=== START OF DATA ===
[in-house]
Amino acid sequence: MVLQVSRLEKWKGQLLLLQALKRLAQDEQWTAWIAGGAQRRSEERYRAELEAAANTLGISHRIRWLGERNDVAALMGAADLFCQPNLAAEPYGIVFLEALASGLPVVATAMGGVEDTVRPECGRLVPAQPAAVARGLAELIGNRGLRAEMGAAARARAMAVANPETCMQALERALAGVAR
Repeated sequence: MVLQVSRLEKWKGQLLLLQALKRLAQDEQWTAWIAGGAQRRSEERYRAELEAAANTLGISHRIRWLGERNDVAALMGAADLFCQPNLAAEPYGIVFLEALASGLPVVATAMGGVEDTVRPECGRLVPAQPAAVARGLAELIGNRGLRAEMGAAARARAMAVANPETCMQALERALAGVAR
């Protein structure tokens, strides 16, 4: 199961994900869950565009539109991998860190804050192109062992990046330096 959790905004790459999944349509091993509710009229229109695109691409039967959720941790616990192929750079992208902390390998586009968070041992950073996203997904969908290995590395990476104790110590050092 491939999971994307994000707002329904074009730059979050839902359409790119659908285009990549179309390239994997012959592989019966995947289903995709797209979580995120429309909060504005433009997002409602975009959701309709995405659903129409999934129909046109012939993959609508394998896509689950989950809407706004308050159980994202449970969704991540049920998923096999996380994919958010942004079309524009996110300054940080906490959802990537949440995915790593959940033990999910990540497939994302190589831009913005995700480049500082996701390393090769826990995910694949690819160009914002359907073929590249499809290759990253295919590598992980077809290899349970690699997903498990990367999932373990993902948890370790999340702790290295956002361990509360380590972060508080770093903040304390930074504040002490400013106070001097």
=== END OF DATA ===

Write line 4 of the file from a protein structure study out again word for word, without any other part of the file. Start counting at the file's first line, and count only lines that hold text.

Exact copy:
């Protein structure tokens, strides 16, 4: 199961994900869950565009539109991998860190804050192109062992990046330096 959790905004790459999944349509091993509710009229229109695109691409039967959720941790616990192929750079992208902390390998586009968070041992950073996203997904969908290995590395990476104790110590050092 491939999971994307994000707002329904074009730059979050839902359409790119659908285009990549179309390239994997012959592989019966995947289903995709797209979580995120429309909060504005433009997002409602975009959701309709995405659903129409999934129909046109012939993959609508394998896509689950989950809407706004308050159980994202449970969704991540049920998923096999996380994919958010942004079309524009996110300054940080906490959802990537949440995915790593959940033990999910990540497939994302190589831009913005995700480049500082996701390393090769826990995910694949690819160009914002359907073929590249499809290759990253295919590598992980077809290899349970690699997903498990990367999932373990993902948890370790999340702790290295956002361990509360380590972060508080770093903040304390930074504040002490400013106070001097």